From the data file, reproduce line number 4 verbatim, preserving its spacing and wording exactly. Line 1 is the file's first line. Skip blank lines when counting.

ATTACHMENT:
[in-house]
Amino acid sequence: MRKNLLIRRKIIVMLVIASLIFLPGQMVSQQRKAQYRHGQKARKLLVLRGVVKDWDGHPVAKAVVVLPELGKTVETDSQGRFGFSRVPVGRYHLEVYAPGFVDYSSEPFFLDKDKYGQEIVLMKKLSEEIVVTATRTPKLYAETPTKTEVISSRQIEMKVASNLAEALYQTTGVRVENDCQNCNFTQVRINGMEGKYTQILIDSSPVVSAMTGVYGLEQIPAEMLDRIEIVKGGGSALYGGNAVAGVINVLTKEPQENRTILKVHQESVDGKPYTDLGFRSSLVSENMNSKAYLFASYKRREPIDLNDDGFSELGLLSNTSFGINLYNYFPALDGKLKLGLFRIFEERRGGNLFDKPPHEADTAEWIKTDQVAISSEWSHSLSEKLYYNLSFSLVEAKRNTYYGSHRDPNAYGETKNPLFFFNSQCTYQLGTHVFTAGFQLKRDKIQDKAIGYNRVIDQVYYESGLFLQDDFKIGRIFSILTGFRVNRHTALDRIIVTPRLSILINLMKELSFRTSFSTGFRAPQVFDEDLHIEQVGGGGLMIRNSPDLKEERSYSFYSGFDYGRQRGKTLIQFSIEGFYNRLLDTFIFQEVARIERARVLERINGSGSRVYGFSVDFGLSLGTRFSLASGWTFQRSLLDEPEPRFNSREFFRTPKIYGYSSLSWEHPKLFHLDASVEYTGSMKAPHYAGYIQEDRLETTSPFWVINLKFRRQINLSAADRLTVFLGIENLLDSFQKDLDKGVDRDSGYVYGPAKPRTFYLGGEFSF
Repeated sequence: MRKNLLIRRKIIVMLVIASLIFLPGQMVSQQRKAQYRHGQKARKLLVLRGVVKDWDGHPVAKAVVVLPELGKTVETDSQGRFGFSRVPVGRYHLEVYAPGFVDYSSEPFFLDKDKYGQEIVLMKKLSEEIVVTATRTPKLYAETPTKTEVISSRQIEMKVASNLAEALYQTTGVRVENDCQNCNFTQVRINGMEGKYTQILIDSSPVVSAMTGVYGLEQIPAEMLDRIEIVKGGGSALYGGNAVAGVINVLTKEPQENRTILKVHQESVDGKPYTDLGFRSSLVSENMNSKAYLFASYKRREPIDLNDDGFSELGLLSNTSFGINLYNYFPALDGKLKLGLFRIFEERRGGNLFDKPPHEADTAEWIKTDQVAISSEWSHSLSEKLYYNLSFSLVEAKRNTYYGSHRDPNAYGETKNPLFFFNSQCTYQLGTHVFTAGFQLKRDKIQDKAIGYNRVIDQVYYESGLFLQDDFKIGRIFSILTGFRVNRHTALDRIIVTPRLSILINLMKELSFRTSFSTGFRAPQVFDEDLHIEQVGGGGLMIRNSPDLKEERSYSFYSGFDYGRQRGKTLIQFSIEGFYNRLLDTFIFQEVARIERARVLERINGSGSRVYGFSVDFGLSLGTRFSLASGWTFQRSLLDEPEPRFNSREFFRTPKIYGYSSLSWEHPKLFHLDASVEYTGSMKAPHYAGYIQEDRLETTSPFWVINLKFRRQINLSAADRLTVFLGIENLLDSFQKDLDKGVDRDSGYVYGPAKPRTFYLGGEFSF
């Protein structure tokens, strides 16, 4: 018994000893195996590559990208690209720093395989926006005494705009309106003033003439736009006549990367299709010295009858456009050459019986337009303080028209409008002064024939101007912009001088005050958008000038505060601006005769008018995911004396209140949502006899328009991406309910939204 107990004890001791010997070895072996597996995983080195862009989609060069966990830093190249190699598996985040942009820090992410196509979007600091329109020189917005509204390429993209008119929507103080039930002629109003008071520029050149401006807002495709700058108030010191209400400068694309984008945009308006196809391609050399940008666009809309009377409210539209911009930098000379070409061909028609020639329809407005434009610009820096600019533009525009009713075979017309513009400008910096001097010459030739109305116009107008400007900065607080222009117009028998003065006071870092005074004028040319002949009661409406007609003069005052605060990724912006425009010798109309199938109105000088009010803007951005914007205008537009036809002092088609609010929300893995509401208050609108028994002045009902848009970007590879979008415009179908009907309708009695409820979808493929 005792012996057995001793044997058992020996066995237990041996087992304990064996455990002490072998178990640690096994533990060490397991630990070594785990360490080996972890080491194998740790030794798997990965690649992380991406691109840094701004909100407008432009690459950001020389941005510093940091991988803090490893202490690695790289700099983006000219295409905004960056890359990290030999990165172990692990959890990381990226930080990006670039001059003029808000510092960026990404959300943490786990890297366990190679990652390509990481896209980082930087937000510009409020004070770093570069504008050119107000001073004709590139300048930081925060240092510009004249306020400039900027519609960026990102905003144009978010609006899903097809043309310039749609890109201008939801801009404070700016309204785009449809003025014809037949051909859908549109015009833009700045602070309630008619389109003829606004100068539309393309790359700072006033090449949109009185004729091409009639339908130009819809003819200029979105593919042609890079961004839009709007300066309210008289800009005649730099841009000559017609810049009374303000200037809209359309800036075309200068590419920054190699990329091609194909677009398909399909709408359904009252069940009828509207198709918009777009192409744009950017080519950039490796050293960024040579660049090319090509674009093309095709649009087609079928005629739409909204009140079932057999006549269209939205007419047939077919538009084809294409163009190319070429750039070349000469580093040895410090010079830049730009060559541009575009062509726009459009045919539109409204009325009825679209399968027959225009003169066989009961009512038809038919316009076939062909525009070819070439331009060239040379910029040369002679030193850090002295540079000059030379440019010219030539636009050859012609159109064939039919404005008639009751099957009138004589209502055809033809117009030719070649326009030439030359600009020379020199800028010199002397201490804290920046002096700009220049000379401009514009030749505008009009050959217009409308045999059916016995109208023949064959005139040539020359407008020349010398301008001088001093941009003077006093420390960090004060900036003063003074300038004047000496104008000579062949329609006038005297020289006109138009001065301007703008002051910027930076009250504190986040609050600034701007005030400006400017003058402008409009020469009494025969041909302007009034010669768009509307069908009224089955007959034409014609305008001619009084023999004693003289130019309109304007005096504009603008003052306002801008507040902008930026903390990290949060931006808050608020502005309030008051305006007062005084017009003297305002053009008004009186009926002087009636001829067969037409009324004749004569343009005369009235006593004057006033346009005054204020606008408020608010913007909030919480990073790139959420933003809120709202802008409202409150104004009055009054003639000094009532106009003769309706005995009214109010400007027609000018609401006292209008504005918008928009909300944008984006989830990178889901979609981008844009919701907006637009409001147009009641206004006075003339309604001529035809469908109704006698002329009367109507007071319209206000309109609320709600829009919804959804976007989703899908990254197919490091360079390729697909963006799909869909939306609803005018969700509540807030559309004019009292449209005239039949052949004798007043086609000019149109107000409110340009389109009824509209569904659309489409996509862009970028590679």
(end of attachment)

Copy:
């Protein structure tokens, strides 16, 4: 018994000893195996590559990208690209720093395989926006005494705009309106003033003439736009006549990367299709010295009858456009050459019986337009303080028209409008002064024939101007912009001088005050958008000038505060601006005769008018995911004396209140949502006899328009991406309910939204 107990004890001791010997070895072996597996995983080195862009989609060069966990830093190249190699598996985040942009820090992410196509979007600091329109020189917005509204390429993209008119929507103080039930002629109003008071520029050149401006807002495709700058108030010191209400400068694309984008945009308006196809391609050399940008666009809309009377409210539209911009930098000379070409061909028609020639329809407005434009610009820096600019533009525009009713075979017309513009400008910096001097010459030739109305116009107008400007900065607080222009117009028998003065006071870092005074004028040319002949009661409406007609003069005052605060990724912006425009010798109309199938109105000088009010803007951005914007205008537009036809002092088609609010929300893995509401208050609108028994002045009902848009970007590879979008415009179908009907309708009695409820979808493929 005792012996057995001793044997058992020996066995237990041996087992304990064996455990002490072998178990640690096994533990060490397991630990070594785990360490080996972890080491194998740790030794798997990965690649992380991406691109840094701004909100407008432009690459950001020389941005510093940091991988803090490893202490690695790289700099983006000219295409905004960056890359990290030999990165172990692990959890990381990226930080990006670039001059003029808000510092960026990404959300943490786990890297366990190679990652390509990481896209980082930087937000510009409020004070770093570069504008050119107000001073004709590139300048930081925060240092510009004249306020400039900027519609960026990102905003144009978010609006899903097809043309310039749609890109201008939801801009404070700016309204785009449809003025014809037949051909859908549109015009833009700045602070309630008619389109003829606004100068539309393309790359700072006033090449949109009185004729091409009639339908130009819809003819200029979105593919042609890079961004839009709007300066309210008289800009005649730099841009000559017609810049009374303000200037809209359309800036075309200068590419920054190699990329091609194909677009398909399909709408359904009252069940009828509207198709918009777009192409744009950017080519950039490796050293960024040579660049090319090509674009093309095709649009087609079928005629739409909204009140079932057999006549269209939205007419047939077919538009084809294409163009190319070429750039070349000469580093040895410090010079830049730009060559541009575009062509726009459009045919539109409204009325009825679209399968027959225009003169066989009961009512038809038919316009076939062909525009070819070439331009060239040379910029040369002679030193850090002295540079000059030379440019010219030539636009050859012609159109064939039919404005008639009751099957009138004589209502055809033809117009030719070649326009030439030359600009020379020199800028010199002397201490804290920046002096700009220049000379401009514009030749505008009009050959217009409308045999059916016995109208023949064959005139040539020359407008020349010398301008001088001093941009003077006093420390960090004060900036003063003074300038004047000496104008000579062949329609006038005297020289006109138009001065301007703008002051910027930076009250504190986040609050600034701007005030400006400017003058402008409009020469009494025969041909302007009034010669768009509307069908009224089955007959034409014609305008001619009084023999004693003289130019309109304007005096504009603008003052306002801008507040902008930026903390990290949060931006808050608020502005309030008051305006007062005084017009003297305002053009008004009186009926002087009636001829067969037409009324004749004569343009005369009235006593004057006033346009005054204020606008408020608010913007909030919480990073790139959420933003809120709202802008409202409150104004009055009054003639000094009532106009003769309706005995009214109010400007027609000018609401006292209008504005918008928009909300944008984006989830990178889901979609981008844009919701907006637009409001147009009641206004006075003339309604001529035809469908109704006698002329009367109507007071319209206000309109609320709600829009919804959804976007989703899908990254197919490091360079390729697909963006799909869909939306609803005018969700509540807030559309004019009292449209005239039949052949004798007043086609000019149109107000409110340009389109009824509209569904659309489409996509862009970028590679």